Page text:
I used to scavenge through drawers to find the right socks, but that was before I learned to talk to them.

“You’re probably wondering why I gathered you here,” I announced to a rapt audience of dress, athletic, and miscellaneous socks.

I don’t usually anthropomorphize undergarments, but like many I’d been inspired to do so after reading Marie Kondo’s international best-seller The Life-Changing Magic of Tidying Up. Once I got past the awkwardness of talking to inanimate objects, Kondo’s method helped me organize my possessions with a simple and elegant system.

I felt quite proud of the weekend I spent decluttering my material life until I sat down at my tidy office desk and realized my digital life is a mess.

Were my desktop a house, the jumble of material filling it would likely give Marie Kondo a heart attack.

Terabytes of data strewn across multiple hard drives. Years of personal and professional files buried in folders and subfolders. Photos, videos, and documents uploaded to Dropbox, OneDrive, Google Drive, and just about every other cloud in the sky. Between Evernote and Google Keep I have enough information to fill my entire apartment with sticky notes. Not to mention that because of my work as a freelancer I have multiple accounts with many of these services.

All of this held together by nothing more than a tenuous array of browser tabs and sheer force of will.

So while I can now always find/talk to my socks – which is nice – I am still a hunter-gatherer when it comes to searching for my digital possessions. Finding the information I need is a tedious endurance effort requiring that I sift through a torrent of data.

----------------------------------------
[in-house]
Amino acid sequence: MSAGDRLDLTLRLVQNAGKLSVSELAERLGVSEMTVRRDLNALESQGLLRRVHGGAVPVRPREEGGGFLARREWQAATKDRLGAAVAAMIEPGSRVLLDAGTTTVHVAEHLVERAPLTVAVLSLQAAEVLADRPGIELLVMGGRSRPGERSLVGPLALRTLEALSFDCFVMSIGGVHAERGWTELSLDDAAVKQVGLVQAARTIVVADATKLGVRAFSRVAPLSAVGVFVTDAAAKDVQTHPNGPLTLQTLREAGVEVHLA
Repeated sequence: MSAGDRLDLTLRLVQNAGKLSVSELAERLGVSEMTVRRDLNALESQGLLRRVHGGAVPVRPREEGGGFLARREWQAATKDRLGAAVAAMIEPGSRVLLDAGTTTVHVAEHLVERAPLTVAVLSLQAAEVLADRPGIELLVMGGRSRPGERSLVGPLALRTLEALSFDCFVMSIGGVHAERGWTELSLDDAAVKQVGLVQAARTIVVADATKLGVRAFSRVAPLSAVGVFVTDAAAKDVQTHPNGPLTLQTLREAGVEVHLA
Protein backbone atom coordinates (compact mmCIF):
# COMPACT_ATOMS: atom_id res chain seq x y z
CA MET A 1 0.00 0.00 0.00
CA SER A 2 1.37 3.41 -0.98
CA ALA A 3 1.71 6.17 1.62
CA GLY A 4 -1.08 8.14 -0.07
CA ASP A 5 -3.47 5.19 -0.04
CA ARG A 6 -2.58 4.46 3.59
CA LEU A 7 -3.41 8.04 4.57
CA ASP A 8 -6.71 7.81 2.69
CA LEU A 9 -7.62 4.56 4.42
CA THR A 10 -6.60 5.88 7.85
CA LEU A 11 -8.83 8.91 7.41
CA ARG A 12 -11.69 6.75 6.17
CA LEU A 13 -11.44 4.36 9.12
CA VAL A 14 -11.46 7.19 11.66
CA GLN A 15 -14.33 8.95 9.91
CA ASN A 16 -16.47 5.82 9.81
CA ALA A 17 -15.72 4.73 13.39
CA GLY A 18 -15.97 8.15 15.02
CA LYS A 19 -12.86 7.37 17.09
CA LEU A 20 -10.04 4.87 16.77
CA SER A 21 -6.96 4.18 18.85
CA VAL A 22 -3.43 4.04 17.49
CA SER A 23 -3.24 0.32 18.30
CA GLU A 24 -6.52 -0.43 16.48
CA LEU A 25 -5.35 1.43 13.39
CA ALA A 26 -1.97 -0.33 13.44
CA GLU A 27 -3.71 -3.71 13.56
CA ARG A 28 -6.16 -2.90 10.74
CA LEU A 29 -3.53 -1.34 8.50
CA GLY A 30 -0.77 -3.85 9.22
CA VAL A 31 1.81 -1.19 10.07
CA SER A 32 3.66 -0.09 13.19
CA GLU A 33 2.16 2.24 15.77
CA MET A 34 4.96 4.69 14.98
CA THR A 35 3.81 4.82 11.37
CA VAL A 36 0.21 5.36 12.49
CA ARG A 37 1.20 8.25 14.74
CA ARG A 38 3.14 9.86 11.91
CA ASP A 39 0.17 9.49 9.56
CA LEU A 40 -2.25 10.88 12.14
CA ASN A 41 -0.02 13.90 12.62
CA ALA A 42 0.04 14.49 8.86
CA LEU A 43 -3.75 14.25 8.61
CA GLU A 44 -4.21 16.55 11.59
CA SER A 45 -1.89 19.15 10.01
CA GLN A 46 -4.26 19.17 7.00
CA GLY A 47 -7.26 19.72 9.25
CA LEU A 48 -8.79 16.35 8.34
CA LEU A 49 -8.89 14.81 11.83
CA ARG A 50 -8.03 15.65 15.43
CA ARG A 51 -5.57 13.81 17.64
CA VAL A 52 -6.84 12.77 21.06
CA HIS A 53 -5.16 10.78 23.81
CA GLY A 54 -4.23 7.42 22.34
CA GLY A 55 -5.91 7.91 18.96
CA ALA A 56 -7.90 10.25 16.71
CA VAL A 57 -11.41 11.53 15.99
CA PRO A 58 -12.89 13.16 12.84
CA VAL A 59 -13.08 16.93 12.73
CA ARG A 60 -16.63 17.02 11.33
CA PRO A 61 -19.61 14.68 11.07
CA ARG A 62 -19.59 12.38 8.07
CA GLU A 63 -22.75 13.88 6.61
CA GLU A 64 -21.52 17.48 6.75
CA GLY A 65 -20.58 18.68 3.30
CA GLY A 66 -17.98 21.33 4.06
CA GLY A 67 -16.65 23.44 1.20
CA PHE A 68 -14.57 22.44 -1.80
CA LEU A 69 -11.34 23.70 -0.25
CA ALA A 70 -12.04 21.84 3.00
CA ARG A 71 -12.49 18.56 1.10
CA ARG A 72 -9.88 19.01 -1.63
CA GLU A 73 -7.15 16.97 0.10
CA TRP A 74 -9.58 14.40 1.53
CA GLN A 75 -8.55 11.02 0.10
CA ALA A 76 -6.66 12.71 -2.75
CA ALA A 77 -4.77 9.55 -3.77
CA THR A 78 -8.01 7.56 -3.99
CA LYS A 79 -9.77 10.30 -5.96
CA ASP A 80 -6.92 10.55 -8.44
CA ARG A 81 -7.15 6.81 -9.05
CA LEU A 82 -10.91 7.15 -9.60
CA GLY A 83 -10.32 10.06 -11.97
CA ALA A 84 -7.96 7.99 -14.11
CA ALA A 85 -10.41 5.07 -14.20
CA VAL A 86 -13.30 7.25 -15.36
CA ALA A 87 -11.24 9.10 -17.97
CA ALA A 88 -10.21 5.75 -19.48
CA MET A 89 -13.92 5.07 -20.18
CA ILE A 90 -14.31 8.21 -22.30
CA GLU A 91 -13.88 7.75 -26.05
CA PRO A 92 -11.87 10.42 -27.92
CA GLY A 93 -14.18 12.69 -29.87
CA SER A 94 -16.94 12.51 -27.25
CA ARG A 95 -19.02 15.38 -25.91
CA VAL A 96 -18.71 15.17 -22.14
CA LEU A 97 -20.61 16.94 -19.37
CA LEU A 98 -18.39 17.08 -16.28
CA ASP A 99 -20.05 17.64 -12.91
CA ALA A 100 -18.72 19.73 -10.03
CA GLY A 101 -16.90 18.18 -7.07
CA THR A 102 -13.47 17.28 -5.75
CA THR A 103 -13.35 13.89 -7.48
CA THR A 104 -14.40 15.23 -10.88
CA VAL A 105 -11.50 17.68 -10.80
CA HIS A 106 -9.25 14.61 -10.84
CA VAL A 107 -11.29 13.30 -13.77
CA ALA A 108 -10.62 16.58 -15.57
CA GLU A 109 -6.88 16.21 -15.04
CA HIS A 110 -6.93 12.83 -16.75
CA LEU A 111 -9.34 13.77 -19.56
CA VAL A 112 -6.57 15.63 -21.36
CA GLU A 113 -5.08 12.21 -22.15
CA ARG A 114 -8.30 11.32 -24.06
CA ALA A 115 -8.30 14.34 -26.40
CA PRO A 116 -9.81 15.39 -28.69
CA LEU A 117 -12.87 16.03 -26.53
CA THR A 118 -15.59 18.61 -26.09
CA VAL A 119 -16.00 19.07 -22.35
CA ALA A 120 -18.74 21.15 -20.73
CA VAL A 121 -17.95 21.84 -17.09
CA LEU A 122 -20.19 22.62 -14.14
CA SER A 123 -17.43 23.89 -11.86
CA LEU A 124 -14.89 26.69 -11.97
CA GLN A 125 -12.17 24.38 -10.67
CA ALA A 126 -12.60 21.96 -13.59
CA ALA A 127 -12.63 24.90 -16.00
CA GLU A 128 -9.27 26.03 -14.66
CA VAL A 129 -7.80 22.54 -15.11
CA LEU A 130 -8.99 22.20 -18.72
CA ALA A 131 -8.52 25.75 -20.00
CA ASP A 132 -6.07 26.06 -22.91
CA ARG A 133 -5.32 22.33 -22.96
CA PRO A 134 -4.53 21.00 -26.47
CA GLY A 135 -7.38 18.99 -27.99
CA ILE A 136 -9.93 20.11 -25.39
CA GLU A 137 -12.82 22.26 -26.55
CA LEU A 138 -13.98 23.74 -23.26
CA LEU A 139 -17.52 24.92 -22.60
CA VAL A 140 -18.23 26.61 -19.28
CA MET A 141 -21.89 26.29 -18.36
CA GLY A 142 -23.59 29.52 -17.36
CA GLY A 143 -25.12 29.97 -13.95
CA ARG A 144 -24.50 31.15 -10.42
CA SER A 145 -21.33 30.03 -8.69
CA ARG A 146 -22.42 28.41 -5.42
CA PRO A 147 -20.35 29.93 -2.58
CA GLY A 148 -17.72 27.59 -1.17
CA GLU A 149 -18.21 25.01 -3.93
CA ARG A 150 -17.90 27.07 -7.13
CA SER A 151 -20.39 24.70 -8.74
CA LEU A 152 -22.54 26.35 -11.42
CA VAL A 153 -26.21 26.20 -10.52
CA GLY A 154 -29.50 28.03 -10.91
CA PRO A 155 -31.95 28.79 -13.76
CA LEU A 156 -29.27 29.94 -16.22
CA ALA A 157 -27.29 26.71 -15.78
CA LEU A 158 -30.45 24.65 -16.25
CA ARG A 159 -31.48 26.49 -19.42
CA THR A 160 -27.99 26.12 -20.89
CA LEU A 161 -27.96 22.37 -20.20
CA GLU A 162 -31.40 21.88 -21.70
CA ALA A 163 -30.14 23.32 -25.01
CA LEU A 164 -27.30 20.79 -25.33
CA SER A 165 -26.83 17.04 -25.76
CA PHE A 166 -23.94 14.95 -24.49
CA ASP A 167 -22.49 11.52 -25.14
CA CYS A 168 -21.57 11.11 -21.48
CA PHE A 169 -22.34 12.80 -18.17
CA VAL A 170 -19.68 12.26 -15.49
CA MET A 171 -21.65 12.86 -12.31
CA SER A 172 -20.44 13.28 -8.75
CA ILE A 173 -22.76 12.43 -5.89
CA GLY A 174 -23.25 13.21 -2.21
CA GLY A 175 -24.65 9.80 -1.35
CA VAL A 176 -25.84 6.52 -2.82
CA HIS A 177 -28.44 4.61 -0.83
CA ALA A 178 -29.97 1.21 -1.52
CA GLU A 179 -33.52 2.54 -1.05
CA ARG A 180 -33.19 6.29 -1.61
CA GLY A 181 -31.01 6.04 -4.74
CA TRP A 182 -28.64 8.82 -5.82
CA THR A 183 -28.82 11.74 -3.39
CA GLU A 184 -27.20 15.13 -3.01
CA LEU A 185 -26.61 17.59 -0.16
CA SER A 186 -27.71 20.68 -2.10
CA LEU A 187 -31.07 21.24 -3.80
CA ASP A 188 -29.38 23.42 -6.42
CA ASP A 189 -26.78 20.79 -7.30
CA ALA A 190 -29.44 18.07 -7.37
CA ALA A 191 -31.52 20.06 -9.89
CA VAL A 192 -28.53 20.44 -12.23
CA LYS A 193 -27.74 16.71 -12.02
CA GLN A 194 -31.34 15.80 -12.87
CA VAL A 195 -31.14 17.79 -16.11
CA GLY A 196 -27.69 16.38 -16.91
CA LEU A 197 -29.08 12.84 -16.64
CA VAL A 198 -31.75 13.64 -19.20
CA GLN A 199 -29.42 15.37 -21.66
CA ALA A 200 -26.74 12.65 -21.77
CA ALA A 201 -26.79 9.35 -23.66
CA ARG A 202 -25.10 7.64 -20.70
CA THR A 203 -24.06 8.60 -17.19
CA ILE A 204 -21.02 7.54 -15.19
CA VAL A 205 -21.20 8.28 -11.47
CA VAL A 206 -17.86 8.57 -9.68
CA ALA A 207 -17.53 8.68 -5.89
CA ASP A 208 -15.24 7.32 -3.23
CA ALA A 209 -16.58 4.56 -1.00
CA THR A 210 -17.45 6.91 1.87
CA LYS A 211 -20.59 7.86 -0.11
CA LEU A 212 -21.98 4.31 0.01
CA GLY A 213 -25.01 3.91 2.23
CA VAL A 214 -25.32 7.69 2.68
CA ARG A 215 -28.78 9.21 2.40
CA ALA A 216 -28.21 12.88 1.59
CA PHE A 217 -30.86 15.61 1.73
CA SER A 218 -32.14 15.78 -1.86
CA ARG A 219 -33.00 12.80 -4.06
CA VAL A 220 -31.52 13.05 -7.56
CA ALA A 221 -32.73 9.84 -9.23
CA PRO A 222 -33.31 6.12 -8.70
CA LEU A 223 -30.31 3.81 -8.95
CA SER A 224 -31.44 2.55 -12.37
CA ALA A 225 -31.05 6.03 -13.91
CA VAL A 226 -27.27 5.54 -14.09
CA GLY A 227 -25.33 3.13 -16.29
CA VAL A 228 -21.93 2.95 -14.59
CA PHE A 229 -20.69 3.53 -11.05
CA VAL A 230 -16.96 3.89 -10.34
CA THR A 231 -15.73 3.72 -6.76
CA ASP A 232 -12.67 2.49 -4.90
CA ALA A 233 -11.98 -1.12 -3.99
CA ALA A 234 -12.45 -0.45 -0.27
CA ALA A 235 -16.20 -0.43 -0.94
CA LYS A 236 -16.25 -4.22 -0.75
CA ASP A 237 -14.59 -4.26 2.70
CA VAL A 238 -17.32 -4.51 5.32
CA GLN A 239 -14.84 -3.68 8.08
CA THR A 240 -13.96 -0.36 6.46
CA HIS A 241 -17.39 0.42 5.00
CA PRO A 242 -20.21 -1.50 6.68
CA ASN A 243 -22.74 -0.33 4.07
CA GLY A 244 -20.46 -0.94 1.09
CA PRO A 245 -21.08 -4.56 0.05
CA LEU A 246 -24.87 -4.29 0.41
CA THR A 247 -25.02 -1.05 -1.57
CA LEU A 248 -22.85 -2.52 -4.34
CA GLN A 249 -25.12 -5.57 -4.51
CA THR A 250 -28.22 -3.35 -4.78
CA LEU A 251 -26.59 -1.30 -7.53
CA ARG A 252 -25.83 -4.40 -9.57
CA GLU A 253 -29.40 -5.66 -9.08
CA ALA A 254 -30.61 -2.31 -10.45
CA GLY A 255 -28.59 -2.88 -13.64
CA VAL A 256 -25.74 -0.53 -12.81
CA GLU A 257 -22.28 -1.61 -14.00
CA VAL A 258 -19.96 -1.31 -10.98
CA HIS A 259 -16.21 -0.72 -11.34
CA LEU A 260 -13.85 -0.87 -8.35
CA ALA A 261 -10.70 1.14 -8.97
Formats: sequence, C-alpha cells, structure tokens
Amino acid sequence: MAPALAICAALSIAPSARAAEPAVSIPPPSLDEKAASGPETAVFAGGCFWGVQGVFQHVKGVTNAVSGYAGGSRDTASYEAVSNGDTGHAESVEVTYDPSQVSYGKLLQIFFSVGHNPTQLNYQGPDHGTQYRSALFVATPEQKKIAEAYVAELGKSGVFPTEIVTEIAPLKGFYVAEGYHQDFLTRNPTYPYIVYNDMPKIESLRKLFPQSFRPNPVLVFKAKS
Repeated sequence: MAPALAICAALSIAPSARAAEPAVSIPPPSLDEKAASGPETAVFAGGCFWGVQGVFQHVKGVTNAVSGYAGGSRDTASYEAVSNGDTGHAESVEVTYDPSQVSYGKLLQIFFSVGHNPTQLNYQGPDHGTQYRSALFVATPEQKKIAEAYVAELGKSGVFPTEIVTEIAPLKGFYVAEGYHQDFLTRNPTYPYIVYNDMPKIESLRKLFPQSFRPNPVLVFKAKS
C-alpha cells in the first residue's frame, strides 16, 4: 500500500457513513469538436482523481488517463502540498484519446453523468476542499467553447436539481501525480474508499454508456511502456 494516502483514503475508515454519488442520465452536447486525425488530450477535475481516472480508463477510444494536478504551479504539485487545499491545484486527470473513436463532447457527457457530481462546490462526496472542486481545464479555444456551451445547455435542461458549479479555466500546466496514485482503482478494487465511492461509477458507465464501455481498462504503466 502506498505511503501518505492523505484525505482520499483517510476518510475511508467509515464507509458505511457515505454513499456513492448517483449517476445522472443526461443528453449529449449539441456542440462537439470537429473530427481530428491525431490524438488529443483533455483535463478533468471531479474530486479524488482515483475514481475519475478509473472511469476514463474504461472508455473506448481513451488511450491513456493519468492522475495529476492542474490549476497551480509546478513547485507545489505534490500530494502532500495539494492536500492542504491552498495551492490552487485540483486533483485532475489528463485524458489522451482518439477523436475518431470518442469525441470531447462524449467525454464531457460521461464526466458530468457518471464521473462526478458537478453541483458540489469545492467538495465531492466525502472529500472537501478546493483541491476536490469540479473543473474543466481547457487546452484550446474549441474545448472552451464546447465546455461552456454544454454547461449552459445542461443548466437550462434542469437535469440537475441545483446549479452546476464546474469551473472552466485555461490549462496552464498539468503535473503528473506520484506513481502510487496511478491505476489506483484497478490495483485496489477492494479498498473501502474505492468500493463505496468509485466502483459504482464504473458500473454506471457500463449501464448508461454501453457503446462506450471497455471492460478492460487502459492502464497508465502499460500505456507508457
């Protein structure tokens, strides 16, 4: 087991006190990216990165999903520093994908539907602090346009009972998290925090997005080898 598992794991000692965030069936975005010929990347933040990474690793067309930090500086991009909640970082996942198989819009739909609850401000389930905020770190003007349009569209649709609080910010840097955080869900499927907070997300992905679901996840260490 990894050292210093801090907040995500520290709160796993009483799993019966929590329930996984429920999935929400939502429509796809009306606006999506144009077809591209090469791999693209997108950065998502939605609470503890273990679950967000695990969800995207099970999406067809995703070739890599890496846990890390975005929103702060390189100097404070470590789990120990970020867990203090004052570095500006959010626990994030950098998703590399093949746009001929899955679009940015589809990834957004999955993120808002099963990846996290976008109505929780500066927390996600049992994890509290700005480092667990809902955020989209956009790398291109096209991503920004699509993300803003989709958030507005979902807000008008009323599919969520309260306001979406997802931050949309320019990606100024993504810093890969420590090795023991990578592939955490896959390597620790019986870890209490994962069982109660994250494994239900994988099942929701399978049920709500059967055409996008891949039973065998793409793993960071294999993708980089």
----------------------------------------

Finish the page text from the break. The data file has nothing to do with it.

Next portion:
We each struggle to organize this electronic cacophony, and digital tidying has become a popular topic of discussion. Thousands of blogs encourage us to declutter, delete, and defrag. The advice is often helpful. But unlike Kondo, these efforts focus on the things you want to delete, instead of emphasizing the things you want to remember.


Which is a shame. Because the entire purpose of organizing is not about what you give away. It’s about what you keep. It’s about providing the peace of mind that everything you value is in its proper, easy-to-find place.

An organized apartment lets me find what I need, exactly when I need it. My goal isn’t to have a tidy house, but a tidy house certainly helps me with my goals. You can’t get out there and seize the day until you first get your socks and shoes on.

And that’s the true power of an organized life – it lets me spend my short time on this planet pursuing goals instead of perusing stuff. Searching for meaning is a noble effort. Searching for stuff? It shouldn’t have to be an effort at all.

The problem is that no matter how well I organize my digital life, the things I keep are still segmented. I have to use and remember different systems, applications, and accounts each day. No amount of decluttering unifies the system to make finding my data as easy as Kondo makes finding my socks.

I can use Siri to search calendars, Cortana to search local files, Alexa to search purchase history and Google to search the internet. That’s all great, but that’s not what I need.

I need a way to search the intranet of me. Not the web, but my web.

Our digital lives are not bound by a single platform, service, or device. So why should the way we organize those lives be limited by any one of these things?

Marie Kondo showed us how to organize our material lives. The next Marie Kondo will empower us to do the same with our digital lives.